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Published on November 13, 2007

Author: Maitane

Source: authorstream.com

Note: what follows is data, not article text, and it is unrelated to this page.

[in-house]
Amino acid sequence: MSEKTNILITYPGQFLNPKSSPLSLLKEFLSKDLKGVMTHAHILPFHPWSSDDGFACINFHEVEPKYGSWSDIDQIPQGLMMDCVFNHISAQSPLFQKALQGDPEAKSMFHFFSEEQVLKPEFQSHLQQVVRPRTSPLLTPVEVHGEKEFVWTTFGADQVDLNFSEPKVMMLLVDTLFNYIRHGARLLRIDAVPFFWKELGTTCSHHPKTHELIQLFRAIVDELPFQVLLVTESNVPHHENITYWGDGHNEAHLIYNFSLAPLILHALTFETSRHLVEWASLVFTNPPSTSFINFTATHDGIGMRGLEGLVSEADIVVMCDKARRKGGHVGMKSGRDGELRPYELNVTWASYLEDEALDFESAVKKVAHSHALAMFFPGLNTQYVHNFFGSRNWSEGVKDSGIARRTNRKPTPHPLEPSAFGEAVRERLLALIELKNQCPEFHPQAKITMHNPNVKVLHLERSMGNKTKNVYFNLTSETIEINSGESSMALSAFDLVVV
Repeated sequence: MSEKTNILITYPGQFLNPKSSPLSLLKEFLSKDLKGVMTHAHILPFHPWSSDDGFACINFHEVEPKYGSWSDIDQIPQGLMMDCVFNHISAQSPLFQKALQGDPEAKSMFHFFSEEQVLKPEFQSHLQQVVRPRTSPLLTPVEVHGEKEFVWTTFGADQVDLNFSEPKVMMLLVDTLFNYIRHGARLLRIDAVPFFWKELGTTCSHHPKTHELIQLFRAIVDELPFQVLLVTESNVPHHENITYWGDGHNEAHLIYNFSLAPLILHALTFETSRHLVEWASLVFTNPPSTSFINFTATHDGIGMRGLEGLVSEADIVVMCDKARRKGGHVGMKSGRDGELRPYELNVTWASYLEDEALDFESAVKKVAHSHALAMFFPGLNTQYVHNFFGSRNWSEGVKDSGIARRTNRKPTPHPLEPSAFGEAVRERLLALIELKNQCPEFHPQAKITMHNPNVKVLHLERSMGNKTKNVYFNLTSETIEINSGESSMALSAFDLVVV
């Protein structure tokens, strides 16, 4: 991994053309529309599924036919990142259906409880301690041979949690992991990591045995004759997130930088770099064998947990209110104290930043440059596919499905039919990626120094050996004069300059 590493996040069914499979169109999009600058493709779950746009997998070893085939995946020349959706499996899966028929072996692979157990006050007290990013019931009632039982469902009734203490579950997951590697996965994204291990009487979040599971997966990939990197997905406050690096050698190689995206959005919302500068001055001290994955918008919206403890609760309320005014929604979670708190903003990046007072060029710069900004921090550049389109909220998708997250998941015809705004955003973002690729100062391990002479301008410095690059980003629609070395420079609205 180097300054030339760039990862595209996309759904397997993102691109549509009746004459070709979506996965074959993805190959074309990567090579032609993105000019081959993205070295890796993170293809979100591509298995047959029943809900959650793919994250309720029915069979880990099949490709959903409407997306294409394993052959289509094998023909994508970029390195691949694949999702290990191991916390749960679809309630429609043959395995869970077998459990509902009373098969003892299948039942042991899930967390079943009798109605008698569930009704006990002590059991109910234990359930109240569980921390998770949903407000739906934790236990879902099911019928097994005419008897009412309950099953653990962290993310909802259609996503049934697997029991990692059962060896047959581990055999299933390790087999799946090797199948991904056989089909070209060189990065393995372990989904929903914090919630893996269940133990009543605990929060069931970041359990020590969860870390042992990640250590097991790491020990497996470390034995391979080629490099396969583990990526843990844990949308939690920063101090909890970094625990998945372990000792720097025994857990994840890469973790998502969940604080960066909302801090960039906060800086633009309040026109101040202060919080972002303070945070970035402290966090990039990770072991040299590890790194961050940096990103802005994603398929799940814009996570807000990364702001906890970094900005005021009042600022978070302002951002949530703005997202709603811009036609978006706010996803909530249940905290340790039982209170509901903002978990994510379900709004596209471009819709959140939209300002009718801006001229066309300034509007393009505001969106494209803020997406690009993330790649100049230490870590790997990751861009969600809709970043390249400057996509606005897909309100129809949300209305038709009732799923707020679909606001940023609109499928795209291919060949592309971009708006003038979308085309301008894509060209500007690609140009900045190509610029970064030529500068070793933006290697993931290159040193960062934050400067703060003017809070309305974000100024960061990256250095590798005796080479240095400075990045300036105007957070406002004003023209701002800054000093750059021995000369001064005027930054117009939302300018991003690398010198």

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New Planet Definition Proposed by IAU:  New Planet Definition Proposed by IAU The IAU therefore resolves that planets and other Solar System bodies be defined in the following way:   (1) A planet is a celestial body that (a) has sufficient mass for its self-gravity to overcome rigid body forces so that it assumes a hydrostatic equilibrium (nearly round) shape1, and (b) is in orbit around a star, and is neither a star nor a satellite of a planet.2   (2) We distinguish between the eight classical planets discovered before 1900, which move in nearly circular orbits close to the ecliptic plane, and other planetary objects in orbit around the Sun. All of these other objects are smaller than Mercury. We recognize that Ceres is a planet by the above scientific definition. For historical reasons, one may choose to distinguish Ceres from the classical planets by referring to it as a "dwarf planet."3   (3) We recognize Pluto to be a planet by the above scientific definition, as are one or more recently discovered large Trans-Neptunian Objects. In contrast to the classical planets, these objects typically have highly inclined orbits with large eccentricities and orbital periods in excess of 200 years. We designate this category of planetary objects, of which Pluto is the prototype, as a new class that we call "plutons".   (4) All non-planet objects orbiting the Sun shall be referred to collectively as "Small Solar System Bodies".4   1 This generally applies to objects with mass above 5 x 1020 kg and diameter greater than 800 km. An IAU process will be established to evaluate planet candidates near this boundary.   2 For two or more objects comprising a multiple object system, the primary object is designated a planet if it independently satisfies the conditions above. A secondary object satisfying these conditions is also designated a planet if the system barycentre resides outside the primary. Secondary objects not satisfying these criteria are "satellites". Under this definition, Pluto's companion Charon is a planet, making Pluto-Charon a double planet.   3 If Pallas, Vesta, and/or Hygeia are found to be in hydrostatic equilibrium, they are also planets, and may be referred to as "dwarf planets".   4 This class currently includes most of the Solar System asteroids, near-Earth objects (NEOs), Mars-, Jupiter- and Neptune-Trojan asteroids, most Centaurs, most Trans-Neptunian Objects (TNOs), and comets. In the new nomenclature the concept "minor planet" is not used. Why is Charon Also a Planet?:  Why is Charon Also a Planet? 2. For two or more objects comprising a multiple object system, the primary object is designated a planet if it independently satisfies the conditions above. A secondary object satisfying these conditions is also designated a planet if the system barycentre resides outside the primary. Secondary objects not satisfying these criteria are "satellites". Under this definition, Pluto's companion Charon is a planet, making Pluto-Charon a double planet. http://en.wikipedia.org/wiki/Center_of_mass Satellite, Asteroid, and Comet:  Satellite, Asteroid, and Comet Satellite An object that orbits a planet (e.g., our Moon) Asteroid A relatively small, rocky object that orbits a star. Sometimes called ‘minor planet’. Comet A relatively small, icy object that orbits a star. Star Cluster:  Star Cluster The stars in a star cluster are generally formed at approximately the same time from the same cloud of interstellar gas. Globular Cluster M80 A Star Cluster is a group of stars (from a few hundred to a few million, 102 to 107) that are closely associated in space. Interstellar Medium:  Interstellar Medium Interstellar Medium (or Interstellar Cloud) is the gas and dust that fill the space in between stars. Interstellar Dust Grains The dust that fill the space in between stars. Orion Nebular Galaxies:  Galaxies Galaxies are islands of stars in space, containing from a few hundred millions to a trillion or more stars. Spirals Ellipticals Irregular Supercluster, the Large-Scale Structure of the Universe:  Supercluster, the Large-Scale Structure of the Universe Galaxies are not uniformly distributed in space. Some regions have higher concentration of galaxies (cluster and supercluster of galaxies). Some regions have very few galaxies (voids)… Questions?:  Questions? The Universe:  The universe is the sum total of all matter and energy. That is, it encompasses the superclusters and voids, and everything within them. Matter Energy Space The Universe How big is the universe?:  How big is the universe? The universe has a finite size The universe is infinite in size No Can Tell! Maybe the universe wrap around itself…like the surface of earth? We can start from the north pole, traveling toward the south. When we reach the south pole, the earth doesn’t end there. If we keep going in the same direction, we actually start going toward the north, and eventually end up back to the north pole. The surface of a sphere is a two-dimensional space embedded in a three-dimensional space. Can we consider the universe as a four-dimensional space (three dimensional space and time) embedded in a five-dimensional hyperspace? How big is the universe?:  How big is the universe? The universe has a finite size The universe is infinite in size No Can Tell! It doesn’t look like we can give any sensible answer to this question…we simply don’t have the information to answer it. Slide12:  Although we cannot talk about how big the universe is, we can actually talk about how big the observable universe is… To talk about the size of the observable universe, we first need to talk about speed of light Slide13:  How fast does light travel? Infinite speed 1 billion km per second 1 million km per second It depends We cannot measure it Slide14:  How fast does light travel? Infinite speed 1 billion km per second 1 million km per second It depends C = 300,000 km/sec in vacuum Light travels slower in glass and water We cannot measure it Slide15:  Does light with different color travel with different speed? Yes No Slide16:  Does light with different color travel with different speed? Yes No If you can travel with the speed of light, you can…:  If you can travel with the speed of light, you can… Fly around the world 7 ½ times in one second. Go to the Moon in 1.2 second (384,400 km) Go to the Sun in 8 minutes 20 seconds (150 millions km) Go to Pluto in ~ 5 ½ hours (5,800 millions km) Go to the next star (Alpha Centauri) in ~ 5 years… Go to the closest galaxy (Andromeda) in ~ 2.5 million years! Got to the edge of the universe in...... The ‘Observable’ Universe:  The ‘Observable’ Universe Because Light travels at a finite speed, and… The universe has a finite age ~ 14 billions years… we can only see a limited portion of the universe—the observable universe. The furthest object we can see today is at a distance equal to the speed of light times the age of the universe ~ 14 billion light-years. But how do we know the age of the universe? In a minute… What is Light-Year?:  What is Light-Year? The distance light travels in one year. The time it takes light to travels one complete circle at the edge of the universe. What is Light-Year?:  What is Light-Year? The distance light travels in one year. The time it takes light to travels one complete circle at the edge of the universe. 1 light-year ~ 10 trillion km = 1 × 1013 km The Size of the Observable Universe:  The Size of the Observable Universe 14 billion light-years The invisible Universe today The observable Universe today Distance light signals have traveled if they were emitted when the universe was born. 14 billion light-years NO CONTACT TODAY because the universe isn’t old enough. 18 billion light-years to another planet in another galaxy The Observable Universe 20 Billion Years After Big Band:  20 billion light-years The observable universe when the age of the universe is 20 billion years. Distance light signals has traveled if they were emitted when the universe was born. 20 billion light-years 18 billion light-years The Observable Universe 20 Billion Years After Big Band The Lookback Time:  The Lookback Time Another important consequence of the fact that the speed of light is constant and finite is that when we observe (receiving light signals emitted from) a distance place, we actually only see things that happened in the past at that place. When we look at a distant object, we look back in time. For example, when we look at the Andromeda galaxy (2.5 million light-years away), we see things that happened 2.5 million years ago. The lookback time is 2.5 million years. What is Outside the Observable Universe?:  What is Outside the Observable Universe? NO CAN TELL! Questions?